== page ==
Due to the recent resurgence of an age old heresy which suggests that while the Catholic Church does not have to recognize same-sex marriages, its adherents cannot advocate against the state doing so, I think it timely to address it and the arguments supporting civil gay marriage.
The argument made essentially draws a distinction between “religious marriage” and “civil marriage,” and argues that the Catholic Church has jurisdiction over the former (so long as it is a marriage in the Church being sought. I assume it is not being argued that the Church has rights over protestant or non-Christian religious marriages.) and not the latter, which are under the jurisdiction of the State. With the state and the Church being legally separated in the United States, it is argued that the Catholic Church’s recent activism against civil gay marriage constitutes a step outside of the jurisdiction afforded to it by law and/or social convention. Thus, the following argument is made, “The Church has the right to deny gay marriage in its own churches, but if two people of the same-sex want to marry each other, and the state is willing to marry them, the Church has no right to prevent them, and in fact, in doing so, would be violating the rights of the couple.”
Now, there are several counter-claims that can be made without addressing the central claim of the argument that would appear to invalidate it. For example: Is it not hypocritical in one way or another to claim that same-sex couples have a right to marriage, but allow the Church to deny or violate it within their parishes? Are you truly advocating for a human right if you’re claiming that the government can’t violate it but private groups can? Could it be claimed that the state has no authority to marry? Do same-sex couples have the legal right to civil marriage or simply the benefits given to heterosexual married couples, ex. Tax breaks and visiting rights that could be granted to them without granting them a “civil marriage”? I believe arguments could be made condemning civil gay marriage simply mining the veins of these questions, but this essay does not attempt to do that. Instead, it will endeavor that civil gay marriage arguments fail on four grounds: 1) There is no “right to civil gay marriage” and therefore it is not violating a right to deny it to a same sex couple. 2) Civil gay marriage is fundamentally opposed to civil marriage in that promoting it contradicts the purpose of promoting civil marriage, and therefore, civil gay marriage is not comparable to civil marriage. 3) Opposing and legislating against civil gay marriage does not constitute a violation of the free exercise or the establishment clause.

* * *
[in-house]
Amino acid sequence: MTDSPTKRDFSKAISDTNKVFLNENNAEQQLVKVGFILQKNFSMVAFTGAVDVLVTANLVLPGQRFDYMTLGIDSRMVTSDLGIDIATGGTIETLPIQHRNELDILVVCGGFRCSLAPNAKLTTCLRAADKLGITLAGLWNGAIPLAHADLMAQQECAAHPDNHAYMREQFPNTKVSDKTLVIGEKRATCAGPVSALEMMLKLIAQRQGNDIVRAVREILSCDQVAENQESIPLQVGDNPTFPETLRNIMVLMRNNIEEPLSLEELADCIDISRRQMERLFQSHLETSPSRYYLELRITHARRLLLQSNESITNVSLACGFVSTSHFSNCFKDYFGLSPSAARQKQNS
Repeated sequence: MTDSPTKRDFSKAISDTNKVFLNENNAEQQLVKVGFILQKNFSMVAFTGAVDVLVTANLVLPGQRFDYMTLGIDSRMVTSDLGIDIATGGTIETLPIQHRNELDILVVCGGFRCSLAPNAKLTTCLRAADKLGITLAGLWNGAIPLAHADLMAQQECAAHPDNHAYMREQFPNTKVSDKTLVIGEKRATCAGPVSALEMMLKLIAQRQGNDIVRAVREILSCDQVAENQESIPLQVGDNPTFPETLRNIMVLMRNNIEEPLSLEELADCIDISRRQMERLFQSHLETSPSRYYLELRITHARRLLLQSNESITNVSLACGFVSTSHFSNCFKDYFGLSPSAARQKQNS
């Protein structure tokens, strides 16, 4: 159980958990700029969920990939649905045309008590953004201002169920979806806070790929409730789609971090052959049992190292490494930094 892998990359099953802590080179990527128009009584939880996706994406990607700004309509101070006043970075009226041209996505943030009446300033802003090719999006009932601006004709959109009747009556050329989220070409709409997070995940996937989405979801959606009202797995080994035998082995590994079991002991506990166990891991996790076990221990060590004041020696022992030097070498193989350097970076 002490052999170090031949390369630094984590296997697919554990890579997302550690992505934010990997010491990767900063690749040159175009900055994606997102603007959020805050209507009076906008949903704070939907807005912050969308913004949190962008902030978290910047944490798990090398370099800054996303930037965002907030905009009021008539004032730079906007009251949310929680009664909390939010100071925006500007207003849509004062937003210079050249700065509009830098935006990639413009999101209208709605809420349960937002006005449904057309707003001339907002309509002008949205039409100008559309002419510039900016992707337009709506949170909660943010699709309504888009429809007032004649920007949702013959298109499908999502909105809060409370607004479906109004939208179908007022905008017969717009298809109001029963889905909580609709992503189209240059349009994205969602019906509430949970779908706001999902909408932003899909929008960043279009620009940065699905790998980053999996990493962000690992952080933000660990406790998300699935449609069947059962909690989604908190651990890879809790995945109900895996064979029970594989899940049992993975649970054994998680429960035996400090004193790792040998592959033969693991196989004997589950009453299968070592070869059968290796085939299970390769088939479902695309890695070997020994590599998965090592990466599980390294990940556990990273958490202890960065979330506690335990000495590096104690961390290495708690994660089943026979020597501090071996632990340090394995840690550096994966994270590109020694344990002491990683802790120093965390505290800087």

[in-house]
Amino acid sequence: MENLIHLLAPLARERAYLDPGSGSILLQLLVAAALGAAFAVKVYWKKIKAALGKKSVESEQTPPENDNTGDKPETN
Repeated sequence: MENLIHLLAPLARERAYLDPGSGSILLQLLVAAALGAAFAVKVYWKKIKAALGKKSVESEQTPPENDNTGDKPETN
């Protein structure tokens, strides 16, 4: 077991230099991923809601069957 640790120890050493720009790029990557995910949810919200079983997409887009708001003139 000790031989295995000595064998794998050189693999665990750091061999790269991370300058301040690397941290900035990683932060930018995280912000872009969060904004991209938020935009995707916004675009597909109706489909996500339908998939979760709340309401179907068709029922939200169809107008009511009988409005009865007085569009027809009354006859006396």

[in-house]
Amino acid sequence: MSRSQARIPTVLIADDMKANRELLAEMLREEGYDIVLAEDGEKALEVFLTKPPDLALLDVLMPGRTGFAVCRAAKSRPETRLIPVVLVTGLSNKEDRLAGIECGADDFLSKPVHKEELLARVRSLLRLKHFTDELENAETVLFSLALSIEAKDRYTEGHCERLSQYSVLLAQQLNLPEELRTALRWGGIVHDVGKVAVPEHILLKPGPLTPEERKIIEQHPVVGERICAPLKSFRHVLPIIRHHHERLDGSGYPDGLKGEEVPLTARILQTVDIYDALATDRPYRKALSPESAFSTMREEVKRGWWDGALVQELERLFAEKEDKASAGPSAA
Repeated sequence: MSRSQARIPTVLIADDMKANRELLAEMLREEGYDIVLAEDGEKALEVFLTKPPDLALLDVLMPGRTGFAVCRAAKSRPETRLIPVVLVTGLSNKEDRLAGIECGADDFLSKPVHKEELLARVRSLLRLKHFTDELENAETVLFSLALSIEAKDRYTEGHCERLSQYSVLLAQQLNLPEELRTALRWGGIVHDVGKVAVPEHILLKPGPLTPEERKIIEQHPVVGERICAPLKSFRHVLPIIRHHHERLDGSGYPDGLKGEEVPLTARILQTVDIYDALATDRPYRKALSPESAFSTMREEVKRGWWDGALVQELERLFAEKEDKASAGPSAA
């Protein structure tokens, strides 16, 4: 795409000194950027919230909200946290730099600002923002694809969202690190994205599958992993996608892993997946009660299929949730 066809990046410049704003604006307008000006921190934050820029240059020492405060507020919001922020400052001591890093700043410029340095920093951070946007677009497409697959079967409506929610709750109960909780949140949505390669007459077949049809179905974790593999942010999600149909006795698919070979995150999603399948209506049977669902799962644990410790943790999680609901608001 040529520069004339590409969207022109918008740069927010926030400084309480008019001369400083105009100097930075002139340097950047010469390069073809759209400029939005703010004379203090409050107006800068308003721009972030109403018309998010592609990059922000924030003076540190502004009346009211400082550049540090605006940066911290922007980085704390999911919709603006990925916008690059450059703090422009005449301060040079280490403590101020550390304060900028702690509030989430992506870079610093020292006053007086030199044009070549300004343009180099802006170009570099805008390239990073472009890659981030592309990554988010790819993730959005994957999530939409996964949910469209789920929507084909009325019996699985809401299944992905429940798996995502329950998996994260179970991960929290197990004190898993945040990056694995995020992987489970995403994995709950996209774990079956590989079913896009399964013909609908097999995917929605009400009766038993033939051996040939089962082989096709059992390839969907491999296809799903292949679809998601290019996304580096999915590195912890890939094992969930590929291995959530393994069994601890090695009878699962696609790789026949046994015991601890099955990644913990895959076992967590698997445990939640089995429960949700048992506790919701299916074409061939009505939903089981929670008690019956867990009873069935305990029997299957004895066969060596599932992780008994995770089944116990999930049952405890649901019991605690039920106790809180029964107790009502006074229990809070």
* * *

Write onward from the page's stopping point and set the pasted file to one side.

In this essay, marriage will be referred to a romantic union between a man and a woman, and gay marriage would be used to refer to a romantic union between two men or two women. Civil marriage will be used to refer to a marriage certified by the state, and civil gay marriage will be used to refer to a gay marriage certified by the state.